dayspring-counseling-professional-counselingI have been asked why I chose to be a professional counselor several times in the past few weeks. This question has come from some students doing interviews for graduate course assignments as well as some clients. So, I thought I would answer that question.

The answer is actually pretty simple and rather cliché. I enjoy helping others. Whether giving to my church, a cause, or assistance organization or helping someone through a difficult time in their life, I really do enjoy it. The obvious question then is, “Why counseling? Why not something else?” Great question. That answer is a little more complicated.

As an associate pastor, I found myself being asked for “advice” a lot. Not knowing anything about mental health, I didn’t feel qualified to give any kind of help. My day job was all about science, statistics, and process improvement. It didn’t involve the varied details of human experience. Things were measured, classified, and flowed within a set of strict parameters. Life doesn’t really work that way. I was lost.

I decided to get a counseling degree to supplement other training and education I had. I had no intention to practice counseling. However, once I got to the practicum portion of my degree plan, I loved it! The process of seeing real people make real changes in their lives was awesome to me. And the rest is history, I suppose.

The Passion Continues

Nine years later, I still find myself in awe of the process. I find myself still having a passion for helping others through counseling. It is an honor and privilege for me to sit with someone in their struggles and pain. It is a gift others give me to hear their stories and help them write new ones.

One of the things I know about professional counseling is that most people call when things have gotten beyond what they thought they could handle. I wish this were different. I do believe that professional counseling can help people prevent or at least interrupt the downward spiral. Because of the stigma associated with mental health services, many are reluctant to make the appointment until things are more serious. I wish this were different. Maybe some day it will be…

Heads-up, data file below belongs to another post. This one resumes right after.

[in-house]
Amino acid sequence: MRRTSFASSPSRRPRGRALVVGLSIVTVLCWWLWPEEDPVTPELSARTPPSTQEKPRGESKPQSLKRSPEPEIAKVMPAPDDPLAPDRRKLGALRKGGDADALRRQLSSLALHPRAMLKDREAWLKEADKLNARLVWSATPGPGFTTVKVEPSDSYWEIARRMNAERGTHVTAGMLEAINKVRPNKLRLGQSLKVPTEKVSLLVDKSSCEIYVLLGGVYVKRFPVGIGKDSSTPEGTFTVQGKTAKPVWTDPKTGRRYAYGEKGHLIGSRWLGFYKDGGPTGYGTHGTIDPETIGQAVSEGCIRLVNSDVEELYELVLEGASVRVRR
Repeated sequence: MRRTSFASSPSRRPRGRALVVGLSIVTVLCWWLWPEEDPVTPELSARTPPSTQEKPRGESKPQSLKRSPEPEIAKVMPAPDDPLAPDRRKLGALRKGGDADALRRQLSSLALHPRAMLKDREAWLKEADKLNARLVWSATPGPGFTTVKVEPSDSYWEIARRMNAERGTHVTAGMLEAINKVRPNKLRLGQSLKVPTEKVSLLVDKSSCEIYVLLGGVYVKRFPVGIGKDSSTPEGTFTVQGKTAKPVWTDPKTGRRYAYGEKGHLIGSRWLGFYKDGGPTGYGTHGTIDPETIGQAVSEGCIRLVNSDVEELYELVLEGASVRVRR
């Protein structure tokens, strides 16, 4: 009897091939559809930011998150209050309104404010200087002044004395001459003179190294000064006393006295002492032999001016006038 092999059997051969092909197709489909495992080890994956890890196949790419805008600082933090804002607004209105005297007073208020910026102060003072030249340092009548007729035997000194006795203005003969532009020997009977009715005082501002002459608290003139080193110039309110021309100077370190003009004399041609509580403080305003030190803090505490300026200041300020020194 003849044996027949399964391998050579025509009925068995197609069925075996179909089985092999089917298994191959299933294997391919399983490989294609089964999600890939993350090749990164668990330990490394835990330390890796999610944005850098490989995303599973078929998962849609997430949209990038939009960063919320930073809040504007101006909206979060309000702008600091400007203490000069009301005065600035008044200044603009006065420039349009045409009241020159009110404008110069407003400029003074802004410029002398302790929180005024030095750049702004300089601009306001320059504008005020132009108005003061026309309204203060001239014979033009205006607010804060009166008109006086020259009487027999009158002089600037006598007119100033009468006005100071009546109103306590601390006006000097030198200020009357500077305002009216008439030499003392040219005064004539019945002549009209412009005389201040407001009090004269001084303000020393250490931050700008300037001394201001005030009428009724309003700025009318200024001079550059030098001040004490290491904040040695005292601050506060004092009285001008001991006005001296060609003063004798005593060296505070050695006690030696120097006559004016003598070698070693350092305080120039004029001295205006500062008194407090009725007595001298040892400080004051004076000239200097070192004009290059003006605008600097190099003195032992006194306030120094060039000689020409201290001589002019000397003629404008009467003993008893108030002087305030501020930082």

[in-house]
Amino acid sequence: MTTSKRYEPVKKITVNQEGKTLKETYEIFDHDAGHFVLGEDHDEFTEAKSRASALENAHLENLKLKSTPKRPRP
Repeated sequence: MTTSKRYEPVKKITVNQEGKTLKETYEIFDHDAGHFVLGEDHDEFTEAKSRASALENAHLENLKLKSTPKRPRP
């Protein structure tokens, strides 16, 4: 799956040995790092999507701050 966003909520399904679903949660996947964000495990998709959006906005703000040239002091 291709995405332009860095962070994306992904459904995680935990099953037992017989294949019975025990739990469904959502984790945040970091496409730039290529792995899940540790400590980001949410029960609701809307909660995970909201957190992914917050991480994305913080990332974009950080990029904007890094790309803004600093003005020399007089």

My Idea of Professional Counseling

 Counseling itself is the application of science to life and mental health problems that usually don’t fit into predictable patterns – the way science likes for them to. We are all unique. We all have different experiences. We all have different worldviews. Yet, I do believe there are some well-tested and proven principles that apply in most situations.

dayspring-counseling-professional-counseling-2As a cognitive-behavioral therapist, I believe that thoughts, feelings, and behaviors are interconnected and intertwined. I believe that strong emotional states that cause us problems (e.g., depression, anxiety, excessive anger, overwhelming fear, etc.) come from faulty ways of thinking. There are a myriad of examples.

My idea of professional counseling is to help people cope with strong emotions and ultimately change the way they think. I admit, that is really oversimplified in one sense, but perfectly to the point in another. Changing patterns of thinking that we have held on to for years is not easy (trust me – it’s not!). It isn’t easy changing a perspective I have had for years. However, being able to do so allows me to feel differently, experience negative emotions without becoming paralyzed by them, and change my behavior to more closely match what I want it to be. So, there you have it. Easy, right?

In a nutshell, I chose professional counseling because I love the process of helping others and I truly enjoy seeing them improve their mental health and life in general.


What are some thoughts you have had about professional counseling in terms of what it is and what it might mean to see a therapist? We would love to hear from you!